A Chicken in Trouble
A tale of brotherhood, masculinity, and fragile systems.
Waking up to a dead chicken is never fun. Well, this chicken wasn’t quite dead, but I’ve seen enough injured chickens to know when one is a goner. This one was sitting still on the ground, squawking pitifully as the roosters took their turns with her.
I figured the most sensible thing to do was process the bird and put her in the freezer. Once it died of its own accord, the meat would be no good and the animal would be a waste. But killing it would mean heating up a pot of water, plucking, and gutting. That takes time, which meant I would be late meeting my brother at the gym.
But the hen seemed to spring to life when I picked it up. So I figured, what the hell, I’d take a chance. I grabbed my large dog crate, set it up, put the near-lifeless bird inside, and provided her with little bowls of food and water.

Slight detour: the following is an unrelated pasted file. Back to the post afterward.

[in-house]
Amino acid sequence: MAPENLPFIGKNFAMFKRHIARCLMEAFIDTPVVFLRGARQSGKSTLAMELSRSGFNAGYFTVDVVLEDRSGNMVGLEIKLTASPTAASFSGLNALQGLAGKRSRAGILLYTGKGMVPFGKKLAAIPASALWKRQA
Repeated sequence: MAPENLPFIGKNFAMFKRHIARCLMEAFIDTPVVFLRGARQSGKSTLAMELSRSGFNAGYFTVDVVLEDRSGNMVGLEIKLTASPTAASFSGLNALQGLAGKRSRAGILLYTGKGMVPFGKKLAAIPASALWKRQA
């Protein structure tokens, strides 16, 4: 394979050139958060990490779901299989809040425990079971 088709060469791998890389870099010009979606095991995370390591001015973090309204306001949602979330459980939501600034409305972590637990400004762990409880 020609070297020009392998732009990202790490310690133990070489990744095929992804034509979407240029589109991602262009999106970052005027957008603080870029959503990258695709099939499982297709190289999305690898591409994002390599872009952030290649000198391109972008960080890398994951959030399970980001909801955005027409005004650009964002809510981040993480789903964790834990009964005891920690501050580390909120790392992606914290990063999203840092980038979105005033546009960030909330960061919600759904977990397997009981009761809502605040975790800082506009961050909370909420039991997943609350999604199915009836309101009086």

Was it an act of mercy or was I too lazy to process the chicken? I honestly couldn’t tell you. But whatever got her had her half-plucked already so it wouldn’t have been that much work.
Whatever the predator was, I could tell where it had jumped over the netting. I figured it was rather large because the tall grass inside the net was flattened, as was a path by the rabbit cages that lead up through the woods.
But why was the chicken still alive and none of the others hurt? Raise chickens long enough and you’ll find yourself becoming a farm detective. I have an excess of roosters at the moment. Too many roosters leads to fighting and bald hens from excess mating.
But in this case, I figure I was lucky to have all those extra roosters. My best guess is the predator jumped into the pen and started to take its victim before being bum-rushed by a flurry of beaks and spurs. If you’re not accustomed to roosters, they can be incredibly vicious. One can ruin your day. Ten would be a legitimate threat.
I left the poor hen to recover while I hit the gym. There, I told my brother she’d be dead by the time we got back.
Her predicament was entirely my fault.
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